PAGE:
According to Adam, a key idea his team sought to communicate was that “doing business with London means doing business with the world” – that London is a platform to reach markets across the globe, not “Come here and we will give you a tax break.” The team did, of course, have its regular marketing script in hand, Adam says: “the best talent, more than 300 different languages spoken; some of the world’s best higher education institutes,” among perks. “The sound byte we use is: ‘London, the world in one city.’ And this isn’t about what we are trying to sell you — it’s [about] what you want.”
Adam emphasized that he wanted London to be building relationships with the students “who will become tomorrow’s leaders, who will become global investors, who will become the leaders of finance and government … and various individuals who will be influencing others to make decisions about where they make relationships.” Targeting the student community is critical, he says. “If you do not market yourself as accessible and friendly right now, the crucial relationships that you want to build [in 10 or 15 years] will be gone.”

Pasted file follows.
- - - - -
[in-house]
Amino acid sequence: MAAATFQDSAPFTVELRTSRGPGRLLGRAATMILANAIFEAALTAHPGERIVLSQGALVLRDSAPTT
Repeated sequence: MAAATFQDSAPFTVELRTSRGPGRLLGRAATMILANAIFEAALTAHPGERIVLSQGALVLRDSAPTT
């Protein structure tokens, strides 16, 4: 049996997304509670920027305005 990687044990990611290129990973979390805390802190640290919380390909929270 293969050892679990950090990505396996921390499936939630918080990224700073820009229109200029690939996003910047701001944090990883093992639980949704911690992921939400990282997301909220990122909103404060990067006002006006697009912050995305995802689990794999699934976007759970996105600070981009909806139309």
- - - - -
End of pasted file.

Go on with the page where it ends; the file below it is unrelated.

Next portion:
Measuring the Payback
The payback from the London in Beijing campaign will materialize over the years, or even decades to come, and many of the gains will be hard to quantify, Adam says. “In the short term, you can follow through with every business that comes and invests in London and you can simply ask them the question: Were you weighing coming to London or Paris and did we have any influence in that?” Such a measurement strategy works in the first year or two after a campaign, he says.
In the medium term, an agency like the LDA can use a “series of complex economic equations and do the standard analysis where you suggest that your activity promoted you into certain markets which had little prior knowledge of you.” A third method makes more sense, Adam says. “I want to look back in 10 or 15 years at the institutional links that we are making now,” including government or educational institutions and others. “You look back at where the majority of the businesses are coming through.”
The London branding team’s “next big staging post” is the Shanghai 2010 World Expo, says Adam, where he expects to have a much more “public-facing” opportunity. He also expects to have more corporations participate with the branding team than during the Beijing Olympics, adding that several have already expressed interest.
London cannot afford to relax if it wants to capitalize on its Beijing gains, Adam notes. “The ecosystem that we are in reminds me of a theory in biological science, which is called the evolutionary stable system or ESS. Unless one is constantly adapting to one’s environment – running in order to stand still, effectively – one is not going to achieve one’s ends. I think that’s true in business, that’s true in politics.”